Revolving Doorways: A & O will get Manhattan funds transferring as Slaughters sees a uncommon accomplice leaving
Allen & Overy (A&O) has made a major US leveraged finance game with the hiring of a partner of White & Case as a variety of firms added to their banks internationally.
Jake Mincemoyer has been named director of A & O’s US leveraged finance practice in New York, having previously headed White & Case’s US banking division. He has experience in all aspects of the leveraged lending market and spent several years in White & Case’s London office.
Tim House, Senior Partner at A&O in the US, said, “In addition to the complementary skills and relationships that Jake brings to Allen & Overy, he also offers a vision for growth that aligns with our own.”
Dechert has also achieved a significant coup by gaining a high-ranking London restructuring partner in the form of Adam Plainer, who joins the company from Weil, Gotshal & Manges. Plainer, who becomes global co-chair of Dechert’s restructuring group, is a heavyweight in the marketplace who has worked on noticeable cases like Lehman Brothers and BHS.
His arrival comes after the other restructuring partners Solomon Noh and Alastair Goldrein are hired in 2020 as Dechert tries to improve his credentials. Allan Brilliant, co-chair of the company’s restructuring group, said Plainer’s appointment was “transformative to our presence in the European market”.
In a barely noticeable step, Murray Cox, partner of Slaughter and May, has walked into Weil’s London office. Cox advises on a broad spectrum of corporate law, but specializes in public M&A and private equity deals in the infrastructure, energy, financial services and healthcare sectors.
Last year, Cox co-led a Slaughters team advising William Hill betting company on its £ 3 billion buyout by Caesars UK Holdings. London managing partner Mike Francies underscores what is seen as a great coup for Weil, and counts Cox among the leading M&A partners of his generation in London.
Elsewhere, Addleshaw Goddard hired two key partners this week. Out of London, the company has appointed dispute resolution partner Maria Frangeskides, who comes from Orrick Herrington & Sutcliffe. Frangeskides has a dual practice representing companies and high net worth individuals in both commercial disputes and arbitration.
In Germany, Addleshaws has added a ninth partner to its national business with the hiring of banking and finance expert Nadine Bourgeois. Bourgeois, who comes from the German company Luther and will distribute her time in Frankfurt and Hamburg, advises clients on acquisition finance, real estate finance and corporate loan transactions.
Michael Leue, Head of Addleshaws’ Hamburg office, said: “Frankfurt is the financial center of the continent and one of the most important financial capitals in the world. Having a committed banking and financial partner is therefore not only important to support German customers, but also to give our customers a “face” around the world.
Despite these arrivals, Addleshaws’ lost a London business partner in the form of Will Chalk, who joined Ashurst. Chalk, who was originally trained at Ashurst before serving as Head of Addleshaws’ corporate governance, advises publicly traded AIM and large private companies on corporate compliance issues.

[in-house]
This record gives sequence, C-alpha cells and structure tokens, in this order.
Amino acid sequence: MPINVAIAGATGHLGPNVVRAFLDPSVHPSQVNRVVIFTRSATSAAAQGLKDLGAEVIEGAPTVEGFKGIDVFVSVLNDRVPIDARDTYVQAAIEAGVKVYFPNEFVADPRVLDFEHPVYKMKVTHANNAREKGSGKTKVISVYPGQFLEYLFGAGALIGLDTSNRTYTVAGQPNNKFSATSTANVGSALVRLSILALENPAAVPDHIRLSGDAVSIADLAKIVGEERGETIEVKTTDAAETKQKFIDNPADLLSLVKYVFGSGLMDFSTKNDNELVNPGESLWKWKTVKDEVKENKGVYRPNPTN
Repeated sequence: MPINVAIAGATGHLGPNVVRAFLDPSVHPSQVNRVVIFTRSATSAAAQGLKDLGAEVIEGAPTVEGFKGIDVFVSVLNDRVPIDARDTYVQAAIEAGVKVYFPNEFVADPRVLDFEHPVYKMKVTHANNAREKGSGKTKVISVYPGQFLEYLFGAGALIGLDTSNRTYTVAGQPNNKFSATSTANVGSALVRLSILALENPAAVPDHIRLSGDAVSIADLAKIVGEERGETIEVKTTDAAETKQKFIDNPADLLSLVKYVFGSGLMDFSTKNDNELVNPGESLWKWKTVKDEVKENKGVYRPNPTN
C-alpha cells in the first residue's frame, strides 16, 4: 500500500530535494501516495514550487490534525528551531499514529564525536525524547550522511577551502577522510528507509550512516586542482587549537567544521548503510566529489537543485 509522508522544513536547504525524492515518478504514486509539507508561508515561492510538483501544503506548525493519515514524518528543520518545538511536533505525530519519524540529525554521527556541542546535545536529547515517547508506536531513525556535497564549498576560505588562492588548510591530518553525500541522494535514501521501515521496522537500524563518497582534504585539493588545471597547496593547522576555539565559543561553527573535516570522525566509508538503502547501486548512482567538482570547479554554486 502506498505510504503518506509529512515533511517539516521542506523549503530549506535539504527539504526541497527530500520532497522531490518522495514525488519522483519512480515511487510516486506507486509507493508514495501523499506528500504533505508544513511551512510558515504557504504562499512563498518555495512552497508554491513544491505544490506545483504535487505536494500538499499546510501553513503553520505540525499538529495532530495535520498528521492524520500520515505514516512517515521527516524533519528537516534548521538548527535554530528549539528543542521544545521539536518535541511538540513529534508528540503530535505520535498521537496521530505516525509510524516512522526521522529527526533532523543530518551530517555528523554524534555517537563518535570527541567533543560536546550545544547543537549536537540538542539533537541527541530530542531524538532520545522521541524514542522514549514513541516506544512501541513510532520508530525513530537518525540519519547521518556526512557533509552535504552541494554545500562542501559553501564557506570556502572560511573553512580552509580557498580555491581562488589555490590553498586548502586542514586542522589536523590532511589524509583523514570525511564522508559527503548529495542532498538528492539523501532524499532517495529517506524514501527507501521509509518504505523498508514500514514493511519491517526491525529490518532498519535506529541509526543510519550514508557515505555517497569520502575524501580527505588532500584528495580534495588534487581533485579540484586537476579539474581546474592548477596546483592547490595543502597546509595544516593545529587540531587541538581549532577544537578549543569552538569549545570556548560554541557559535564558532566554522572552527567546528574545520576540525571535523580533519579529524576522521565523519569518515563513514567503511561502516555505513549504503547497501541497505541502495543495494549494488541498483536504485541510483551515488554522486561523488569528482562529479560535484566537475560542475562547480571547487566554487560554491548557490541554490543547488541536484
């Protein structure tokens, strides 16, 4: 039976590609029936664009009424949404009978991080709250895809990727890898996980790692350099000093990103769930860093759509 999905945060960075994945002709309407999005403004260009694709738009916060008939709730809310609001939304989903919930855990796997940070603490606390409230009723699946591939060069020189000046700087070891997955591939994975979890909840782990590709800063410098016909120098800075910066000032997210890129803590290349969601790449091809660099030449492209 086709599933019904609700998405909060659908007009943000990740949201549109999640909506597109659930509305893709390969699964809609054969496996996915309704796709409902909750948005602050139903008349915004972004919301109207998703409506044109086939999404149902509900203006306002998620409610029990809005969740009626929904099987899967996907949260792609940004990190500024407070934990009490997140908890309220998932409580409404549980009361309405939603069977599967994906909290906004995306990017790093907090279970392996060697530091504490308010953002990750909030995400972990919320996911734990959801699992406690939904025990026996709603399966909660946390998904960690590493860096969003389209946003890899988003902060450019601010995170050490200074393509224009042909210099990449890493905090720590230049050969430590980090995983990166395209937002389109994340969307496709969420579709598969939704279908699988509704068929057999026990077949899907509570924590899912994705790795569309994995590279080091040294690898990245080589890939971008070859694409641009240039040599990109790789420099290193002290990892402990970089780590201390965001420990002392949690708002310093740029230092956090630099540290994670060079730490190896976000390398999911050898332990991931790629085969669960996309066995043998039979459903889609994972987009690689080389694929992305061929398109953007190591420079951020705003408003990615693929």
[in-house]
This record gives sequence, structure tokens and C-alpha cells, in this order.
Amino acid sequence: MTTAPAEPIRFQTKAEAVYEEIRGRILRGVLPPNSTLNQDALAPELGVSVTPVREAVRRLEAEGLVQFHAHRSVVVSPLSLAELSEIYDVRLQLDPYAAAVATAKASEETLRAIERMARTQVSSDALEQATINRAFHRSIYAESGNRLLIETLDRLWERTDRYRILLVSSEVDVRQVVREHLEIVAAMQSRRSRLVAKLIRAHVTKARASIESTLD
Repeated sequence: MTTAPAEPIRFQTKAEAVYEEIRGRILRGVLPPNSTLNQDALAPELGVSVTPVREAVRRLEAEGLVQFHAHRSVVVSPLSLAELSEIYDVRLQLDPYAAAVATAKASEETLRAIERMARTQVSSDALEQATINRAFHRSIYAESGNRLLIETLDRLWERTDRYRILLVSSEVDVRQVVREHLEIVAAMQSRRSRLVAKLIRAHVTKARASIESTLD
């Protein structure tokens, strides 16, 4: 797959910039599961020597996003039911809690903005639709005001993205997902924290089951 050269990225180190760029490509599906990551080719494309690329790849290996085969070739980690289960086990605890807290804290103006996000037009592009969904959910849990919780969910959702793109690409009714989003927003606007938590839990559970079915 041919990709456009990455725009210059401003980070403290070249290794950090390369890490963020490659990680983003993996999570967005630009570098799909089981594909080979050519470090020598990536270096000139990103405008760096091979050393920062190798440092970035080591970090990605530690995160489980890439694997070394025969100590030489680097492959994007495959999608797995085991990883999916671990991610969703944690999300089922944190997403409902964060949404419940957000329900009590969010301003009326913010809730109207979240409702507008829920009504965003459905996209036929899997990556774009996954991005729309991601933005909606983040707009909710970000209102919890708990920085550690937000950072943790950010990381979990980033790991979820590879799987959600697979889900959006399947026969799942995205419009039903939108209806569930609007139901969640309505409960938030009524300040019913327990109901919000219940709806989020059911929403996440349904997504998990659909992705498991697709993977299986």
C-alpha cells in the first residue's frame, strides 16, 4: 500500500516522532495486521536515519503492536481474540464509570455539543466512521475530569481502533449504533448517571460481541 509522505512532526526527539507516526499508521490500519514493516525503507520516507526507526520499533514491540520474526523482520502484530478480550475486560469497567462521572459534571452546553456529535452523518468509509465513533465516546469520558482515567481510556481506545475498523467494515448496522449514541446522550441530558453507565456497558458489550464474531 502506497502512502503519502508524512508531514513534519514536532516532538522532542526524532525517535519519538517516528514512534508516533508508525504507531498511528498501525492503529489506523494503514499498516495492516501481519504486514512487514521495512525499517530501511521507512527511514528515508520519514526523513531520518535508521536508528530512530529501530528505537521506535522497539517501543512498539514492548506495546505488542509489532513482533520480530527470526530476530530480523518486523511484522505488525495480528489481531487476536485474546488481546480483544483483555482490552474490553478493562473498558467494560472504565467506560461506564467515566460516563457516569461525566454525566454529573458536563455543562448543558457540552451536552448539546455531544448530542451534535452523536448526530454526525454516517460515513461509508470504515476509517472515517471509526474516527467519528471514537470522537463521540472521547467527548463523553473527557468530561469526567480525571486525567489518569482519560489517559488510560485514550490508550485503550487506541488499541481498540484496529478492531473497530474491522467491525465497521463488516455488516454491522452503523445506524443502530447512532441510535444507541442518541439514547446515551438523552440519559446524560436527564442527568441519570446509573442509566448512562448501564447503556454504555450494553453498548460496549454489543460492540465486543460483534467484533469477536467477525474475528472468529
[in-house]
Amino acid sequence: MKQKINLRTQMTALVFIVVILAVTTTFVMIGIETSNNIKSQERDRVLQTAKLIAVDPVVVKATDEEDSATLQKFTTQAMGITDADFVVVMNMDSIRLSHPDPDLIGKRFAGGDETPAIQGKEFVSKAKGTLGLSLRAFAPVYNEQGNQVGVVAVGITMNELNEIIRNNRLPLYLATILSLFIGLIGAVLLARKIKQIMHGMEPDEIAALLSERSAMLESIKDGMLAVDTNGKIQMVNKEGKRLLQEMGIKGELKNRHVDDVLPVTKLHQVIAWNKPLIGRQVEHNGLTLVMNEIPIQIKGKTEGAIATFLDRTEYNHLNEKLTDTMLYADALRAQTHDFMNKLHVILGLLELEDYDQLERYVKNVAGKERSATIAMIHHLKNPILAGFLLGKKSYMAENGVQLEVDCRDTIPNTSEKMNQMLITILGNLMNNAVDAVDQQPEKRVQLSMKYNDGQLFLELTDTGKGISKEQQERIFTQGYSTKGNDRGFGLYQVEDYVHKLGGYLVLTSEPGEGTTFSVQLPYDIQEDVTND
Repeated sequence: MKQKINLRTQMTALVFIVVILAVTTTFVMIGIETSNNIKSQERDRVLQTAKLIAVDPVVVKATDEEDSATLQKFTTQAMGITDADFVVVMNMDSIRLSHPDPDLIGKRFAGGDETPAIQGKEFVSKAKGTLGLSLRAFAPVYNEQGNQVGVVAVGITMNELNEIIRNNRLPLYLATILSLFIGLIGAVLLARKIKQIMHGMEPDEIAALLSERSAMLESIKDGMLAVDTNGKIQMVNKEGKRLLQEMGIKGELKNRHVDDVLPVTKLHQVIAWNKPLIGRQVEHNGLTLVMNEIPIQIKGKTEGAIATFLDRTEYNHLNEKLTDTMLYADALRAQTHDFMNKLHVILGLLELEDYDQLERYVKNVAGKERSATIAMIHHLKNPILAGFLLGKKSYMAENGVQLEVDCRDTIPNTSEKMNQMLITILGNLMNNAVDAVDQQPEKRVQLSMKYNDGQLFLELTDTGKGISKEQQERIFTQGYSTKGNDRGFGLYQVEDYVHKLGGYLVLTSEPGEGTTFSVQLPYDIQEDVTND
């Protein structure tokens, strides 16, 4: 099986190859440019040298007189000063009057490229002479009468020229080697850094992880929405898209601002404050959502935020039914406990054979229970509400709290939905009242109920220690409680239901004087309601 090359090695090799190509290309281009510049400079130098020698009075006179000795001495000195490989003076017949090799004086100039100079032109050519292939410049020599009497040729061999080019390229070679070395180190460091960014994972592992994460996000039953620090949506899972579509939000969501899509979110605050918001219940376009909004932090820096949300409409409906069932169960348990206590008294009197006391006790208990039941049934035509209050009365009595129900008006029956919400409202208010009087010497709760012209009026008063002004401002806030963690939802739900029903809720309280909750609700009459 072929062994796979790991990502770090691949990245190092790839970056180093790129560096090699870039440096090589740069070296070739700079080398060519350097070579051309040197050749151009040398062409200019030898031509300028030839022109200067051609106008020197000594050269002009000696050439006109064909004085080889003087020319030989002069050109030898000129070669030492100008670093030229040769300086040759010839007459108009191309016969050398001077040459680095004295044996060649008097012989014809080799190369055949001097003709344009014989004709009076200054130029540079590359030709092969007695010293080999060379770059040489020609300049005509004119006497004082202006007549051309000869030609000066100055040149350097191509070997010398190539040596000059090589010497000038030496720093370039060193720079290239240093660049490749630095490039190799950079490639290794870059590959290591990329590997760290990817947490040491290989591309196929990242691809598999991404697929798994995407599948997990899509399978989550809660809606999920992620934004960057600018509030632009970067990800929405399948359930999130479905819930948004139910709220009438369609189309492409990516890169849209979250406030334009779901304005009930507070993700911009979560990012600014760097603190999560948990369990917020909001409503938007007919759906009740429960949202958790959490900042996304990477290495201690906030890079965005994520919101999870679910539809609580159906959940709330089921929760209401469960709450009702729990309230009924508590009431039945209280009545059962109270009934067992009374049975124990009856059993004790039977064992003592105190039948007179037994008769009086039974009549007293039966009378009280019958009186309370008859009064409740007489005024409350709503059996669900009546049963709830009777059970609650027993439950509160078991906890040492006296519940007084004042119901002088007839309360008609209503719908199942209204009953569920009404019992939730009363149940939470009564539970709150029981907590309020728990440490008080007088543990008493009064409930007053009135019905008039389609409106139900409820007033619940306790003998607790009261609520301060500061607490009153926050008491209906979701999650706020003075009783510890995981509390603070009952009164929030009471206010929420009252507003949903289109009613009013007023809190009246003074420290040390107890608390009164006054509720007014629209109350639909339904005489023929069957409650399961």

Willkie Farr & Gallagher has also expanded into Germany after appointing antitrust and competition expert Jens-Olrik Murach as a partner, who will split his time between Brussels and Frankfurt. Murach was previously a partner at Gibson, Dunn & Crutcher and has a strong background in EU and German antitrust issues.
Philipp Girardet, head of Willkie’s European cartel group, described Murach as “the leading antitrust attorney in Europe” and welcomed his strengths in matters of merger control and antitrust defense.
In the meantime, TLT has turned to the internal market for its last partner appointment and has accepted Simon Courie as a partner in his team for clean energy. Courie, General Counsel at electric vehicle infrastructure company The EV Network, will be based in London and assist clients with renewable energy programs.
Maria Connolly, Director of Clean Energy and Real Estate at TLT, commented, “Simon brings invaluable in-house experience and real-world insights to our ambitious and growing team of specialist clean energy lawyers.”
In a statement for the auditing firm Deloitte von Big Four, the French legal department hired Corinne Knopp as a partner, who has been head of the Paris real estate team at Hogan Lovells for 20 years. At Taj, Knopp has extensive experience in advising real estate clients on investments, sales, acquisition financing, portfolio transactions and sale-and-leaseback transactions.
Sophie Blégent-Delapille, managing partner of Taj, said Knopp’s arrival will “create a new cross-functional practice closely linked to Deloitte’s finance and advisory teams”.
A significant move for the bar, Andrew Ayres QC has left Maitland Chambers to join Twenty Essex. Ayres QC takes silk in 2015 and has extensive experience in international arbitration. The company has customer connections in the Asia-Pacific region as well as in the offshore market. He is the seventh new practitioner to join Twenty Essex in the last year.
Finally, by hiring former Ince Group partner Brian Boahene, the DWF opened a new insurance practice in Dubai. Boahene, a specialist in dispute resolution, will establish a practice focused on handling complex premium claims in the region.